Why Planning Matters: Siblings Fight Over Estranged Brother's Secret Fortune
What would you do if an estranged family member passed away and turned out to be secretly rich?
Before his death in 1994, Louis Passerini, a US Army and Air Force veteran, amassed a huge fortune, according to a fascninating story in the New York Post. Said to be ‘eccentric’ and ‘especially frugal,’ he was estranged from his brothers until they found out about his passing in 2000 — six years after he died.
The brothers (Joseph, 87, and Henry, 92) immediately began fighting over the estate valued at around $80K, but the eldest thought there was more so he went digging. Contacting banks, unclaimed-funds administrators, and even the IRS, he ended up finding 30 bank accounts in several states belonging to his deceased brother.
In total, Henry found a whopping $912,000!
According to The Post, the search for Louis’ lost fortune cost Henry almost $100,000, and he wants to be reimbursed. Joseph has refused to pay him. As of now the case is still wrapped up in the courts and nobody in the family has received a single penny.
Is Easy For Us To Judge And Speculate...
While the Passerini family fights this out in court, it’s easy for outsiders like us to sit in judgement:
- How could they not know their brother was dead for six years?
- It’s found money; they should be happy to get anything!
- The brother who found the money deserves to get reimbursed.
- Why don’t they all just work it out?
- How has this been going on for 15 years?
If Louis wrote out a clear and specific Will, listing all his assets and allocating them to whoever he wanted, all would be settled. Unless, of course, the Will was contested (and let’s face it, that’d be a distinct possibility considering how far the brothers have taken this.)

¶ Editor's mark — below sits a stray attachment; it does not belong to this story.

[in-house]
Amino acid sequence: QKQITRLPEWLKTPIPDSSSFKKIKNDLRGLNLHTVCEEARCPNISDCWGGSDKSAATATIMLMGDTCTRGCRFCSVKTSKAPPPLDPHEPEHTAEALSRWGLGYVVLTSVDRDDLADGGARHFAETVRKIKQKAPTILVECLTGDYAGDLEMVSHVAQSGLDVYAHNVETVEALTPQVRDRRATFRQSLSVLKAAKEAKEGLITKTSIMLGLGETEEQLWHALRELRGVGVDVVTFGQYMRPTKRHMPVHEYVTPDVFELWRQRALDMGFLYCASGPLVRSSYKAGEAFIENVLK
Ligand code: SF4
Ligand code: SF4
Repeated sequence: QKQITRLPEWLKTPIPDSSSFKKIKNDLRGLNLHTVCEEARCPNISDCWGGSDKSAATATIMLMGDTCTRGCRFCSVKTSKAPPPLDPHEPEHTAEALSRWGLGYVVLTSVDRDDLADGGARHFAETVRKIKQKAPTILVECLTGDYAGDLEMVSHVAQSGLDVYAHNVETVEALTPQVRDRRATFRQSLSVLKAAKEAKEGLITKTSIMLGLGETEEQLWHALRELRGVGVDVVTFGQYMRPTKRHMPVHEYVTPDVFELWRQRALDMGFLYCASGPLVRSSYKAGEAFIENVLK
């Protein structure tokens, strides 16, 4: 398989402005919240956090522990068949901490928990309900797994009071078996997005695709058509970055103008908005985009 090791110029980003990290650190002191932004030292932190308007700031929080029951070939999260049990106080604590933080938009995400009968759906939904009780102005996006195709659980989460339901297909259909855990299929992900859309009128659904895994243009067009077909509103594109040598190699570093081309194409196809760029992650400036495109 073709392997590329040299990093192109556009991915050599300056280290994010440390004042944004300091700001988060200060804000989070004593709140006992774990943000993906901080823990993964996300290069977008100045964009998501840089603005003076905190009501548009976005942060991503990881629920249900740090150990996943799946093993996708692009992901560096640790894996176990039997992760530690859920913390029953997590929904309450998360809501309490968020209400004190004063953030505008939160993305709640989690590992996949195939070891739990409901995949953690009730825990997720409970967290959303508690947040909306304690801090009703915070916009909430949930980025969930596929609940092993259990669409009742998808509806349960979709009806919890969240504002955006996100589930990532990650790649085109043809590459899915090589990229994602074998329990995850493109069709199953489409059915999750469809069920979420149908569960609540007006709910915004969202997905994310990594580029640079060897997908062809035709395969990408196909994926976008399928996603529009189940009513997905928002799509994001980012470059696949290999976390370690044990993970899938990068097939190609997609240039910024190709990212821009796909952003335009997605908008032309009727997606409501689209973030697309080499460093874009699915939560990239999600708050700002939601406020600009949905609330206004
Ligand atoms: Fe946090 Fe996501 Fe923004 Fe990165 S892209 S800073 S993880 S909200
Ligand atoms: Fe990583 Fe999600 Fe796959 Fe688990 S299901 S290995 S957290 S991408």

But maybe Louis just didn’t care. As his brother said, he was frugal so he probably put the money away in case he needed it. Once he died, it didn’t matter anymore, at least to him.
Maybe if his family had kept in touch he would have told one of them about it. Then again, we don’t know the first thing about Louis. Perhaps he was estranged from his family for a reason and he relished the thought of his family fighting over his scattered fortune.
While all this speculation is like commenting on a reality show, it’s not nearly as entertaining if it’s your family. But what if it was? Here are two options to either give your family some closure after you’re gone, or put them through hell.
If You Want Your Family To Fight…
Do nothing. If you felt slighted or unappreciated and want to cause a family rift that may never heal, let them battle it out in court for years with the proceeds of your estate going to lawyers rather than heirs.
A lesser though more sinister version of this would be to do some vague planning. For example, state in your Will that you think your heirs should split your assets among themselves however they see fit. Unless you have the most rational family in the world, this is like throwing a grenade into room full of grenades.
Create a Will and don’t tell anyone where it is. While you might think you’ve planned ahead perfectly, if your family can’t locate the actual legal document all that effort was for naught. You might think they’d automatically know it was in your home office filing cabinet, or being stored with your attorney, but have you told them?
Simply put: Money makes people weird. Even people who don’t think they care about it. Perhaps it’s pride, or fairness, or an unresolved grudge, but there’s always something that makes people go to war when dollars are involved.
If You Don’t Want Your Family To Fight...
Specify where you want your assets to go in an updated and easy to locate Will.
You can split up assets evenly: “my estate shall be split evenly, between my two children, with each receiving 50-percent.”
Or unevenly: “Child A gets 20-percent, Child B gets 80-percent, and I think you both know why… Child A, be happy you’re getting anything.” (Note: Please see an attorney to have the correct, legal wording, but you get the jist.)
If you want to get even more granular, sit down with an estate attorney and break everything down to the dollar amount and item of value so you’ll know exactly where it’s all going.
Keep in mind, if you don’t want to give anything to your family or friends, for whatever reason, you don’t have to. But you should make it clear that they get nothing, if only to eliminate any confusion about a misplaced Will or poor-planning on your part. Instead, it’s all going to your favorite charity. Or your pet. Or a friendly neighborhood bartender. You can even write them a letter stating how you came to this decision to avoid any confusion. This probably won’t make them happy, but at least they’ll know how you feel and won’t waste time in court fighting over something that isn’t legally theirs.
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